Japan Taking Prominent Role in Efforts to Pressure Russia

The Yomiuri Shimbun

Ever since Russia launched its invasion of Ukraine last year, Japan has stayed in lockstep with the other Group of Seven advanced nations by steadily ratcheting up sanctions imposed on Moscow.

However, Japan has been compelled to focus on providing Ukraine with nonmilitary assistance, such as financial and humanitarian support, which pales in comparison to the aid supplied by other G7 members. The government is seeking to shape international opinion by providing aid to developing nations and to make its presence felt in efforts by the global community to isolate and pressure Russia.

The invasion of Ukraine marked a watershed moment for Japan’s diplomacy with Russia. Even after Russia unilaterally annexed Ukraine’s Crimea Peninsula in 2014, Tokyo maintained cooperative relations with Moscow in economic and other fields. This was partly because of concerns that any deterioration in ties with Russia could further complicate efforts to ensure the return of the northern territories off Hokkaido.

However, on Feb. 27, 2022 — three days after Russian military forces launched the invasion — Prime Minister Fumio Kishida announced the assets of Russian President Vladimir Putin and other Russian officials would be frozen. “We’ll show clearly that this kind of outrage comes with a heavy price,” Kishida told reporters.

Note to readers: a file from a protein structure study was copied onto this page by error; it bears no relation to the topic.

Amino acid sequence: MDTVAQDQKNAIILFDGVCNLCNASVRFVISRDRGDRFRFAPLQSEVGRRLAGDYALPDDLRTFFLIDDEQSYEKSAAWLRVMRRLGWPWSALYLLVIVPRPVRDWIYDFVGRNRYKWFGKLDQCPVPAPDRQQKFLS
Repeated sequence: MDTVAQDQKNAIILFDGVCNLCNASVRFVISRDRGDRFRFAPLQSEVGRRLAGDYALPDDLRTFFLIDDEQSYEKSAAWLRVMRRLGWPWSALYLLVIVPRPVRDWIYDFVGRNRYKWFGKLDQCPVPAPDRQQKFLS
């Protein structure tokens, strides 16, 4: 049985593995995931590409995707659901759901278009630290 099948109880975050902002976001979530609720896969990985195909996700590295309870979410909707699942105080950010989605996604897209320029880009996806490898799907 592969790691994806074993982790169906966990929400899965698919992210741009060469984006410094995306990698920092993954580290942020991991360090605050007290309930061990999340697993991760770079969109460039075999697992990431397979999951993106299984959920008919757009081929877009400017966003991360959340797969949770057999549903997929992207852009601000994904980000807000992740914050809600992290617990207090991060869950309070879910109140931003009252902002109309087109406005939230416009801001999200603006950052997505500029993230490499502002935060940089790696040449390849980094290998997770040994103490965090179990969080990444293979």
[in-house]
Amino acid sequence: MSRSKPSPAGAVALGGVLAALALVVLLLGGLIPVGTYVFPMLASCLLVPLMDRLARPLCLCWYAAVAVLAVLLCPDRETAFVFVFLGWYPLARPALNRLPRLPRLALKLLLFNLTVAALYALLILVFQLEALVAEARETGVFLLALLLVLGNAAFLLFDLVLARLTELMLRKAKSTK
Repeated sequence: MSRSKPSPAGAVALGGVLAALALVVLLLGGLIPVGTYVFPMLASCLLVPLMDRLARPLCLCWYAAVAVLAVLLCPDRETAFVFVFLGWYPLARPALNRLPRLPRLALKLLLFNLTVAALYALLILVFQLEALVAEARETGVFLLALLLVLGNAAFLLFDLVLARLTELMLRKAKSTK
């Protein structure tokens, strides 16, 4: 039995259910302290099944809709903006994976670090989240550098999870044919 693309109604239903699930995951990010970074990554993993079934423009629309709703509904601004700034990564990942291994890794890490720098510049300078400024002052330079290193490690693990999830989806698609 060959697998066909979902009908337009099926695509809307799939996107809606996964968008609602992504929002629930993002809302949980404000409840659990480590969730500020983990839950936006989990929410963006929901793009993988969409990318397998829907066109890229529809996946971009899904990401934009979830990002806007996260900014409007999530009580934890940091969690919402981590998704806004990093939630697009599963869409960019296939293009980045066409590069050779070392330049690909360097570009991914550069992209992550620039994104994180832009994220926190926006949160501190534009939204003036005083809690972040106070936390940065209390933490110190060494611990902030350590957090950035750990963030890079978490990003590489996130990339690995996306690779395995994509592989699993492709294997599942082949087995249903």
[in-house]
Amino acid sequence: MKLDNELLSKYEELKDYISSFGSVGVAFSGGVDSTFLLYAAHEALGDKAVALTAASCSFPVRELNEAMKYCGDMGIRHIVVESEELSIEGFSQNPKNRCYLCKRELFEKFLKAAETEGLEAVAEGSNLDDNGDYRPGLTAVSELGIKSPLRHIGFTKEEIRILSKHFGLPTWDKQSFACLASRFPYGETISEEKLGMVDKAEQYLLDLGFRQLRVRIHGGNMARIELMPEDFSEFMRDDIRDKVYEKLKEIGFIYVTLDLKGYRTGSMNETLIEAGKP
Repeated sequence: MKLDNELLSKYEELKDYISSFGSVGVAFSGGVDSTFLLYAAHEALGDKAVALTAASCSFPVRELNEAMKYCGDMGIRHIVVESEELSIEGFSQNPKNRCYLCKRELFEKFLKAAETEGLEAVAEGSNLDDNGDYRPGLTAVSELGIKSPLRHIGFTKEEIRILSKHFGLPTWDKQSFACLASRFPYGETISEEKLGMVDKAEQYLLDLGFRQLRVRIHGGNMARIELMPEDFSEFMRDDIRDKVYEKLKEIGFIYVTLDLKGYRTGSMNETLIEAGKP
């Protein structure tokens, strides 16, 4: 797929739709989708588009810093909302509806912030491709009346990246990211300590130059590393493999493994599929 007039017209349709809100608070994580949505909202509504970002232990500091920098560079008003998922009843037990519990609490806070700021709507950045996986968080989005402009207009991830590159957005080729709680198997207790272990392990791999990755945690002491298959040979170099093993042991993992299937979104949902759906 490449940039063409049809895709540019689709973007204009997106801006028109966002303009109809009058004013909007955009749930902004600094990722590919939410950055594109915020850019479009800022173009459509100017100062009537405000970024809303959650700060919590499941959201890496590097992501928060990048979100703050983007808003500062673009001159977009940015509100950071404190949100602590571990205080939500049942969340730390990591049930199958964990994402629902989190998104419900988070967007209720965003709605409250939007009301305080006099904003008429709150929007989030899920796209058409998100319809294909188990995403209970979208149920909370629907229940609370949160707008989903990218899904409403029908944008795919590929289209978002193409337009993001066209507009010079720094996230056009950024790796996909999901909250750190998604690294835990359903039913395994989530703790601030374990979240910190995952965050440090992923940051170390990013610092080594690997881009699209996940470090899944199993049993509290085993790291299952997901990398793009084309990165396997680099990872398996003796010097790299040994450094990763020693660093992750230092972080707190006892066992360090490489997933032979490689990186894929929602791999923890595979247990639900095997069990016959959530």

Kishida decided that solidarity among the G7 members, which form the central core of the world’s democratic nations, was essential for standing up to Russian actions that undermine the foundation of the international order. In the months since then, Japan has worked closely with the United States and Europe and steadily imposed ever-tougher sanctions on Moscow. As the G7 chair in 2023, Japan is in a position to lead efforts applying additional pressure on the Kremlin.

Other G7 nations have poured massive amounts of military assistance into Ukraine. This has somewhat overshadowed the support given by Japan, which has focused more on humanitarian and other aid due to exports of potentially lethal defense equipment being restricted under the Self-Defense Forces Law and other laws.

According to the Kiel Institute for the World Economy, a research institute in Germany, the United States had provided Ukraine with assistance worth €47.8 billion (about ¥6.8 trillion) between January and November 2022, while Germany gave €5.4 billion (about ¥770 billion). Japan had offered assistance worth only €600 million (about ¥86 billion) during the same period.

Japan cannot contribute military assistance, but the government is keen to harness the relationships of trust it nurtured while previously boosting diplomatic ties through aid provision, and encourage emerging economies and developing nations to follow its approach toward Ukraine and Russia. By spearheading support to developing and other nations facing food and energy crises, the government aims to expand the number of nations keeping in step with the G7 and other partners.